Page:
Another favorite of mine is the Extended Double Zepp, or EDZ. This dipole is based on a 5/8 wavelength per side and gives an honest 3Db gain broadside over a standard dipole. (As such, setting it up as an inverted vee would negate the broadside gain and result in a more omni directional pattern.) An EDZ for 20 Meters would be about 84' long, and could be used on 80, 40, 20 and 10 Meters, if fed with balanced line and a tuner. Some feed line lengths work better than others; I've had good luck using a 42' length of 450 ohm ladder line going to coax via a good 1:1 balun. The performance on 20 justified the trouble of putting it up and gain on 10 (Cloverleaf-style at an angle to the wire) was also pronounced. On 80 and 40 it performed as a dipole. Try to put it up at least 40'. Trees make good supports and will not substabtially degrade the tuning or performance. Use insulated wire if it has to run thru any branches - the insulation won't affect the tuning greatly but direct contact with leaves would!


Another favorite of mine is the Inverted "L". When discussing an inverted L, most hams think of 160 Meters, where it is a primary choice, but it also works very well on shorter wavelength bands, providing a good combination of vertical and horizontal polarization. I will suggest a length here of 165', which equates to 5/16 wavelength on 160, 5/8 on 80 (very effective - think 2 Mtrs!) 5/4 on 40, and 2 1/2 wavelengths on 20, performing as a long wire. It could also be used on 30 Meters. Ideally, an automatic wire tuner could be placed at the base of the wire and remotely tuned, but a common L network could conveniently be used. For operation from 80 and above I would recommend an inductance of 10 uH and a capacitance of 250 pF. A surplus roller inductor works very well and I've seen a few motorized inductors selling for $10-$12 at hamfests! MFJ has been selling a low priced L tuner for years and they are abundant on the used market (tip-if buying used check it out, it may need a repair). For Northeast winters, the tuner should be placed in a waterproof plastic box. Fine tuning at the feed point is really not necessary if you also have a tuner in the shack. The remote L could be thought of as a pre-tuner. You may well find (as I have) a setting that enables better than a 3:1 SWR on as many as three bands, the reactance can be tuned out from the comfort of your hamshack. As with any single ended antenna, a ground connection is required, but the radials (on or in ground) don't have to be resonant or straight and as few as 8 will give good results, as the radiation resistance will be much greater than ground resistance. A copper ground rod makes a convenient tie point, and copper braid can be run from there to the ground post on the pre tuner.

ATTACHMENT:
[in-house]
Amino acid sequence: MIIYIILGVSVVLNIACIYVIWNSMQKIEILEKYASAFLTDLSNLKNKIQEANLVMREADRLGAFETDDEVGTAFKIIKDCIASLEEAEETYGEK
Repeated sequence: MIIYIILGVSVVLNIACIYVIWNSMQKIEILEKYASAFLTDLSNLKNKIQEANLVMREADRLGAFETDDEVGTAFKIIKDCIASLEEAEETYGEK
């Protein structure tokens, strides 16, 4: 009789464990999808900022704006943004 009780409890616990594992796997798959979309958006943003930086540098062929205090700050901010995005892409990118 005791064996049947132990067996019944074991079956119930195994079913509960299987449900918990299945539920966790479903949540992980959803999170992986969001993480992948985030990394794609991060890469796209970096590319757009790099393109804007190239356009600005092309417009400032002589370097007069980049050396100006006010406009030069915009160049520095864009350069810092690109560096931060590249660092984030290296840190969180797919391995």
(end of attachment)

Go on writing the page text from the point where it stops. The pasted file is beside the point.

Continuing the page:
At this point, it is typical to say something like "I busted a pile-up on 20 SSB for 7P8LO with 250 mW" or some such. Well, not exactly, but I can predict that you will be within 2 "S" units of the typical station and will be able to work 80-90% of all the stations you can copy.


For me, it has made QRP operation enjoyable and fun.


Try it, you'll like it.


Good luck.



Antennas for QRP
1. op assumes qrp antenna at qth
2. my first antenna was 23' horizontal in an attic, 45' vertical down 45' of a townhouse... worked the world using $5 worth of wire
3. qrp/p? an end fed half wave or random w/a tuner up a fishing pole works, but a mfla allows multi-band ops with no hassle
4. OMs of yesteryear didn't sweat swr, but today's rig are not so rubust (well, not all, considering the tx-500 or penntek tr-35)